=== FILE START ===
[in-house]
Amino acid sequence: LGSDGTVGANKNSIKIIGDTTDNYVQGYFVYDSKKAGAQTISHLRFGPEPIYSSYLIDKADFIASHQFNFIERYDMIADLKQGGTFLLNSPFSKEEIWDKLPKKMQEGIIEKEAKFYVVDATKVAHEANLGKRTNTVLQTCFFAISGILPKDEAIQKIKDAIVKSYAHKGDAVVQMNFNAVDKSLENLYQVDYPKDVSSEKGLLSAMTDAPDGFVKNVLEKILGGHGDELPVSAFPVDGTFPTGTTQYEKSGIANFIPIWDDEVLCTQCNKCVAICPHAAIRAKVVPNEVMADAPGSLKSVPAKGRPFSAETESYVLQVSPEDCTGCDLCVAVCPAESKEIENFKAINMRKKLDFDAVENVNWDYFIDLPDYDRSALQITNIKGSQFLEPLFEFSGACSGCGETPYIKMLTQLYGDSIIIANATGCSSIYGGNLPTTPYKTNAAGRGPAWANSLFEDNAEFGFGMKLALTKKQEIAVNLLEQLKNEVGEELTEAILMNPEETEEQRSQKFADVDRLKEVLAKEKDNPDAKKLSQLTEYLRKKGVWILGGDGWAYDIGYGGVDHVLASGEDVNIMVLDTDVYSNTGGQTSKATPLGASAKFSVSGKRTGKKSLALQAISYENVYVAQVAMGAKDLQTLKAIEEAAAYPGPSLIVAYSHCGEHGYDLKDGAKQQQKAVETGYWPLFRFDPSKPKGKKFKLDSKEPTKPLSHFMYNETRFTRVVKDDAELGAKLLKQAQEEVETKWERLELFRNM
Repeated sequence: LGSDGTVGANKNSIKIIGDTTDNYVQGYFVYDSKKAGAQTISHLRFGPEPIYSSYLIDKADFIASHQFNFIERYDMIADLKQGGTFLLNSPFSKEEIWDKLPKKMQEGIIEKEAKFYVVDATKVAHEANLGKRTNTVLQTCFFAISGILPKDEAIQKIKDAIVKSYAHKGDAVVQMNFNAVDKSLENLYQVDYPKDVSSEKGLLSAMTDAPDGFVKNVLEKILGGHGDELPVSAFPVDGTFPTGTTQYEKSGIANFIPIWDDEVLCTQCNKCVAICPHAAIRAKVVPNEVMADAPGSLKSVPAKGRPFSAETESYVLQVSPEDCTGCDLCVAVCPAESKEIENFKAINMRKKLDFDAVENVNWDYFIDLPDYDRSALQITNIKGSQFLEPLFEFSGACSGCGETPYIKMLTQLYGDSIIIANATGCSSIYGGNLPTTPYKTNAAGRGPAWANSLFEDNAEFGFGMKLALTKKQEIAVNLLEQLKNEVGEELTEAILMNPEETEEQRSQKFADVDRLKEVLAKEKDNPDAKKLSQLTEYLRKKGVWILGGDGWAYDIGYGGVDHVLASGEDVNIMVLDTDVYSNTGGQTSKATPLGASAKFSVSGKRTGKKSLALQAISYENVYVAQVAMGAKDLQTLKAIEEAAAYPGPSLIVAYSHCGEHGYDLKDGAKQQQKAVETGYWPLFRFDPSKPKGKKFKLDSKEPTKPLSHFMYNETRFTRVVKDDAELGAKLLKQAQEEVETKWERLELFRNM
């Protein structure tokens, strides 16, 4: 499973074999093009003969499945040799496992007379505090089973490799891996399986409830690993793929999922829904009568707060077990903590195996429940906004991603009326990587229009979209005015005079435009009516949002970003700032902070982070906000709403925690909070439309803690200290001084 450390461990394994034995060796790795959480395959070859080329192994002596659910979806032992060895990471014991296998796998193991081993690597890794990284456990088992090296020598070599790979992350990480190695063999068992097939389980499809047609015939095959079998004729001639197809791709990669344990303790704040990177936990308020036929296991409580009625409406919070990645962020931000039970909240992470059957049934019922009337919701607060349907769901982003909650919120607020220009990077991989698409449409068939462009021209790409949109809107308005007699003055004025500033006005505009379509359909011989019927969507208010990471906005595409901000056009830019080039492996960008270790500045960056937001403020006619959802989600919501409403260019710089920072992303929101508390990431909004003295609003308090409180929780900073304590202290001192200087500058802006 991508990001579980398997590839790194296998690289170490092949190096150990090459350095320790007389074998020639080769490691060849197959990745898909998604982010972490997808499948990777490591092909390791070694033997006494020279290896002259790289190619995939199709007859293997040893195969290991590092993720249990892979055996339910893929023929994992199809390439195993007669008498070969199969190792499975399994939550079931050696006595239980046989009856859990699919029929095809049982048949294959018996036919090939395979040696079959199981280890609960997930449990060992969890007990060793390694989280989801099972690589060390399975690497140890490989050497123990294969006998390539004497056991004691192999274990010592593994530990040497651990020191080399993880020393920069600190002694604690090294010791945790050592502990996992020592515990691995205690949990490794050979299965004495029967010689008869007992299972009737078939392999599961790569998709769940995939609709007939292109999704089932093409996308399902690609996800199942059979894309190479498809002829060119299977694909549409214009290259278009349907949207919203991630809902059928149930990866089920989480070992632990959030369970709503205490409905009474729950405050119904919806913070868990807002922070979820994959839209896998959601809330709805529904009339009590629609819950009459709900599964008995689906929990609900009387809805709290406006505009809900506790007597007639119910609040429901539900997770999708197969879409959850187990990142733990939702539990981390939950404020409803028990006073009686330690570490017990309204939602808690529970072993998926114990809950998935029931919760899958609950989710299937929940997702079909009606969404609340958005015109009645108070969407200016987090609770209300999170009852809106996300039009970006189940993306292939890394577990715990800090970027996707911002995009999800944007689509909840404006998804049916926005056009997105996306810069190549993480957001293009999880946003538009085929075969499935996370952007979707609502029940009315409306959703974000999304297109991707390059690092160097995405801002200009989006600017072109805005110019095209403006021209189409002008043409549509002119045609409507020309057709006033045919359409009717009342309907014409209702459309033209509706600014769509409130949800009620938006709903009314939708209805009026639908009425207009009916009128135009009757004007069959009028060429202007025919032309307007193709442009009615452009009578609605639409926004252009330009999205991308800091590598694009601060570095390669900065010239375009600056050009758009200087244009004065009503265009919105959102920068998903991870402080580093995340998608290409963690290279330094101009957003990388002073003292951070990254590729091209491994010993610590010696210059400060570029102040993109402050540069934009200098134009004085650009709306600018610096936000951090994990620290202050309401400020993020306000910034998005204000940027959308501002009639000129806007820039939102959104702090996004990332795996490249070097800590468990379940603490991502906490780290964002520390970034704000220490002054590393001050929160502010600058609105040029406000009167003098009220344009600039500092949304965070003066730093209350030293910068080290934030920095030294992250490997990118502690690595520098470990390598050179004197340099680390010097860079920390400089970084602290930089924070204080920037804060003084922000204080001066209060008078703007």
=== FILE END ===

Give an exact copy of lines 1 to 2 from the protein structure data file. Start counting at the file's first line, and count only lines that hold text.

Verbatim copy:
[in-house]
Amino acid sequence: LGSDGTVGANKNSIKIIGDTTDNYVQGYFVYDSKKAGAQTISHLRFGPEPIYSSYLIDKADFIASHQFNFIERYDMIADLKQGGTFLLNSPFSKEEIWDKLPKKMQEGIIEKEAKFYVVDATKVAHEANLGKRTNTVLQTCFFAISGILPKDEAIQKIKDAIVKSYAHKGDAVVQMNFNAVDKSLENLYQVDYPKDVSSEKGLLSAMTDAPDGFVKNVLEKILGGHGDELPVSAFPVDGTFPTGTTQYEKSGIANFIPIWDDEVLCTQCNKCVAICPHAAIRAKVVPNEVMADAPGSLKSVPAKGRPFSAETESYVLQVSPEDCTGCDLCVAVCPAESKEIENFKAINMRKKLDFDAVENVNWDYFIDLPDYDRSALQITNIKGSQFLEPLFEFSGACSGCGETPYIKMLTQLYGDSIIIANATGCSSIYGGNLPTTPYKTNAAGRGPAWANSLFEDNAEFGFGMKLALTKKQEIAVNLLEQLKNEVGEELTEAILMNPEETEEQRSQKFADVDRLKEVLAKEKDNPDAKKLSQLTEYLRKKGVWILGGDGWAYDIGYGGVDHVLASGEDVNIMVLDTDVYSNTGGQTSKATPLGASAKFSVSGKRTGKKSLALQAISYENVYVAQVAMGAKDLQTLKAIEEAAAYPGPSLIVAYSHCGEHGYDLKDGAKQQQKAVETGYWPLFRFDPSKPKGKKFKLDSKEPTKPLSHFMYNETRFTRVVKDDAELGAKLLKQAQEEVETKWERLELFRNM